Streitz's business card lists the group's address at a post office box in Manchester, but he said the organization was founded in Danbury and maintains no central headquarters. He described CCIC as primarily Internet-based, comprised of about 200 people who keep in touch via electronic mail messages.
Streitz said the survey had observed 1,183 employees at McDonald's restaurants whom his group classified, based on "personal observations," as either white, African-American, Hispanic, or Asian.
He said the group concluded that the McDonald's workforce in Connecticut "is not representative of the population of the state," and particularly of the workforce in Fairfield County, New Haven County, and the city of Danbury, where he claimed 100 percent of the employees at many restaurants were Hispanic.
Streitz said that "leads to the possibility" that McDonald's may be violating equal-opportunity employment laws and said he had asked Gov. M. Jodi Rell, Attorney General Richard Blumenthal, and Kevin O'Connor, the U.S. attorney for Connecticut, to investigate its hiring and wage practices.
A spokesman for the governor, Judd Everhart, said today that while her office had received a letter from Streitz, she had not yet reviewed it and had "nothing to say."
But Blumenthal said today he wasn't about to initiate the probe Streitz requested. "We question the reliability and the relevance of this study," he said. "There seems to be no methodology or scientific collection of data beyond simple observation.
"More important," Blumenthal added, "there's absolutely no claim of any member of a racial, ethnic, or religious group that they were disfavored or turned away by any intentional decision. There may be a disproportionate number of one group or another working in any particular location, but that fact does not constitute a violation of the law."
Streitz was essentially cross-examined during his presentation by a lawyer from the Connecticut chapter of the National Lawyers Guild, Peter Goselin, who forced Streitz to acknowledge that he had referred to the study as his "MexDonald's" survey in e-mail messages exchanged with other CCIC members.
Asked by Goselin if he was embarrassed by his use of that "juvenile ethnic slur," Streitz responded that he was not, and that he believed McDonald's was out to change the ethnic composition of its workforce "to reflect the inflow of illegals into the United States.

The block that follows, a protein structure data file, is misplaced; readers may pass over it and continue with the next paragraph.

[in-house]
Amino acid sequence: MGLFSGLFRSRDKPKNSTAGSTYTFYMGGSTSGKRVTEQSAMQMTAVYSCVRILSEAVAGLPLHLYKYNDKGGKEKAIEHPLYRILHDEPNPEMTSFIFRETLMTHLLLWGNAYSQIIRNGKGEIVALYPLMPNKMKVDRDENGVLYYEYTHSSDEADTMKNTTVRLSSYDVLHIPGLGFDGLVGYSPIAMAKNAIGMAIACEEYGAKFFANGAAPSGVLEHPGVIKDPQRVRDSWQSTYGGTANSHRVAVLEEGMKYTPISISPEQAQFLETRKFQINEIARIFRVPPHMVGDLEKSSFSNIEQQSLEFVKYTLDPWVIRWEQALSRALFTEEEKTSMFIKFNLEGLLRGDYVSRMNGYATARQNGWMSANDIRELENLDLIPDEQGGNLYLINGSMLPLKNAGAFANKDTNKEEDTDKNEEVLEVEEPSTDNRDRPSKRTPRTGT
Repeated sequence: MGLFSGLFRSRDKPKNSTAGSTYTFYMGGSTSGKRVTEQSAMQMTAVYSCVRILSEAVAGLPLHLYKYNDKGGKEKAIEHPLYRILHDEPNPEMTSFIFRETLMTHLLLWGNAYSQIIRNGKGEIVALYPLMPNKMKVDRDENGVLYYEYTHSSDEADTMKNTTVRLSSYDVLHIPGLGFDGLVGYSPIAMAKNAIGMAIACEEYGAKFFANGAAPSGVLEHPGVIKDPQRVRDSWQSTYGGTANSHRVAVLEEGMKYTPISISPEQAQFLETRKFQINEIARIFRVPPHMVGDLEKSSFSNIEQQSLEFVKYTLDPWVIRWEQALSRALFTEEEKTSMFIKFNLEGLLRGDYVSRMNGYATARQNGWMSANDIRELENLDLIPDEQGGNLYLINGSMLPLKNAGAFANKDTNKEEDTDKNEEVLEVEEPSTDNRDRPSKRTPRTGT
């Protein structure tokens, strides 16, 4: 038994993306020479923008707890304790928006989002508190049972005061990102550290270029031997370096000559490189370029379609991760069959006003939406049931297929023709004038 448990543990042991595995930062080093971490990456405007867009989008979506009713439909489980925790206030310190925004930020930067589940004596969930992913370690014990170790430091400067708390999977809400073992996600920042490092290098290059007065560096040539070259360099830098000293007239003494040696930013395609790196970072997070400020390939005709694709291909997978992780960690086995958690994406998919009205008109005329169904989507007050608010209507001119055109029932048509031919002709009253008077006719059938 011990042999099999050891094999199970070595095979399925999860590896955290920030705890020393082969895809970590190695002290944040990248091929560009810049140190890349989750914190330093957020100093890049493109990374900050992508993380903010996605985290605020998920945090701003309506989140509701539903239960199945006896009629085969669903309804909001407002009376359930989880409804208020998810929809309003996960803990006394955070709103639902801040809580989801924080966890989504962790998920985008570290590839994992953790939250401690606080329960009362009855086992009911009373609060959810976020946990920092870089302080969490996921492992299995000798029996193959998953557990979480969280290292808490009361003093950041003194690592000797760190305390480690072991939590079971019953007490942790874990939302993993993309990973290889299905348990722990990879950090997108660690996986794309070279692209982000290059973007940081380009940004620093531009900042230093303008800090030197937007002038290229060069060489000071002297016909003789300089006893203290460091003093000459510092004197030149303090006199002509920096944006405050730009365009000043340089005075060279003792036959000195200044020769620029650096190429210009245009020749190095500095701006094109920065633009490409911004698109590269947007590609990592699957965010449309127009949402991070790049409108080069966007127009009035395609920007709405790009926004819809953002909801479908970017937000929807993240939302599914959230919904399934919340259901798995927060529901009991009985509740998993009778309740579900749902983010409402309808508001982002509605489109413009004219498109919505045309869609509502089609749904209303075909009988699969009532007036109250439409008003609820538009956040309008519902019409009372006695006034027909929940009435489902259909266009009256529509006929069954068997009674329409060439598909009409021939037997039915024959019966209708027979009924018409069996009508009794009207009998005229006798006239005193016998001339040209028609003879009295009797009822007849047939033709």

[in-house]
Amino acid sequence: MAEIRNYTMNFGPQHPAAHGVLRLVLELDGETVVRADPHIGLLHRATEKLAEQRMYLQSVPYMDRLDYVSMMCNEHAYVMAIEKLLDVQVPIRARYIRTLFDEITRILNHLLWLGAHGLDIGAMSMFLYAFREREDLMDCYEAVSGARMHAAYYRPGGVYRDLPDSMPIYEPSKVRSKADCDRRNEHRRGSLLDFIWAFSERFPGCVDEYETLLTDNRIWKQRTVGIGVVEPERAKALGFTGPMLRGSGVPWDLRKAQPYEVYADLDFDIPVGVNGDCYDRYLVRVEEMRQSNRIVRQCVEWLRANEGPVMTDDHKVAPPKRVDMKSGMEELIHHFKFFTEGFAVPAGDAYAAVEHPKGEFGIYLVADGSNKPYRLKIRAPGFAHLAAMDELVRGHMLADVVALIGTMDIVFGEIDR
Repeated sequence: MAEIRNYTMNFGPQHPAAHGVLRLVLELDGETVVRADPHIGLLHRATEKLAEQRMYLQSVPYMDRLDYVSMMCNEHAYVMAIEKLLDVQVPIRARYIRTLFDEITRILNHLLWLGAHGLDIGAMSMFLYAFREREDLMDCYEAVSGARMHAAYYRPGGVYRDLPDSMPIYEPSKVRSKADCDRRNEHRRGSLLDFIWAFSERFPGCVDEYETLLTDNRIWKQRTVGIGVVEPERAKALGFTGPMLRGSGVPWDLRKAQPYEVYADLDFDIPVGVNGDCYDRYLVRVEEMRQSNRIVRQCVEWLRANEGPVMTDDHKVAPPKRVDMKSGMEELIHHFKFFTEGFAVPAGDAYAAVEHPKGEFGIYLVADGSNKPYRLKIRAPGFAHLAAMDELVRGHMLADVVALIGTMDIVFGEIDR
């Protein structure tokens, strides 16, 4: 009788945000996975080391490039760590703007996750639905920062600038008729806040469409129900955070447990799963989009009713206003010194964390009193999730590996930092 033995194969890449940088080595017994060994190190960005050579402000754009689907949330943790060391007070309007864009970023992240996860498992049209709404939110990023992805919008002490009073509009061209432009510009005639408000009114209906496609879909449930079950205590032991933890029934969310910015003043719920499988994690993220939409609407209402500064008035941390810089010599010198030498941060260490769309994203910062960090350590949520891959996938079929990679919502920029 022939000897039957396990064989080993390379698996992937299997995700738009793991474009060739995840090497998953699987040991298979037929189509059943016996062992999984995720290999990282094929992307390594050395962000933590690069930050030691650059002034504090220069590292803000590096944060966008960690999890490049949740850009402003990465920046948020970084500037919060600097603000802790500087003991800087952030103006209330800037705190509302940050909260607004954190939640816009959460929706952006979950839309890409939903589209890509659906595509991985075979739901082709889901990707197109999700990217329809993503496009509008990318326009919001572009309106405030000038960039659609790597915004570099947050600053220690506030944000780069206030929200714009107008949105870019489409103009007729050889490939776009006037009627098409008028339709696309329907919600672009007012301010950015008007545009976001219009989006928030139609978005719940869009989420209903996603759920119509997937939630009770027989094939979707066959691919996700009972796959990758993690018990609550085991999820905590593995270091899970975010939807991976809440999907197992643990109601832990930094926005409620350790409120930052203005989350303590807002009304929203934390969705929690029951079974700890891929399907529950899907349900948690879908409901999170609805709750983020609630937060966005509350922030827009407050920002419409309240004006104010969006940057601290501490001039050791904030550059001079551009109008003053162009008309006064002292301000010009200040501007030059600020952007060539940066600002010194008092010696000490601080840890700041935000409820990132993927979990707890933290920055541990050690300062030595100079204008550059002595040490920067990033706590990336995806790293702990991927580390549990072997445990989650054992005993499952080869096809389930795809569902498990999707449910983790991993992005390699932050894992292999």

"It's the same thing you're seeing with Tyson Foods," Streitz added, referring to his previous discussion of that company's extensive meat packing operations and what he said had been its "organizational displacement" of higher-paid white workers with lower-paid nonwhite workers.
Streitz also tangled with Goselin over his characterization of the Hispanics observed at the McDonald's restaurants, with Streitz insisting that if anything, he had probably miscounted some Hispanics as whites.
Streitz also insisted that he was no racist, but rather an "exclusionist" concerned about the loss of jobs for "resident Americans."
Goselin, however, today dismissed Streitz's "study" as both pseudo-scientific and racist.
"Since the statistical evidence -- including U.S. Census data -- shows that the vast majority of Hispanics in the state of Connecticut are legal citizens, Mr. Streitz's decision to investigate the tendency of McDonald's in Connecticut to hire Hispanics can't possibly be related to any genuine concern about the problem of immigration," he said. "This is further evidence that the CCIC's real agenda is to try to marginalize and criminalize people of color.
"And just in case there is any doubt," the lawyer added, "his private use within his organization of the term "MexDonald's' because of the presence of Hispanic workers in my mind clinches the deal: This is about race."
The CCIC logo includes an illustration of the colonial Minuteman and Streitz last April traveled to the desert in Naco, Ariz., to take part in the Minutemen's self-styled citizen's border patrol in a bid to stop the flow of illegal immigrants from Mexico.
He unsuccessfully sought the Democratic U.S. Senate nomination last year, challenging Sen. Christopher J. Dodd.
The 62-year-old Vietnam veteran is the author of "Oxford, Son of Queen Elizabeth I," which argues that the Earl of Oxford not only was the illegitimate son of the queen, but wrote the works attributed to William Shakespeare.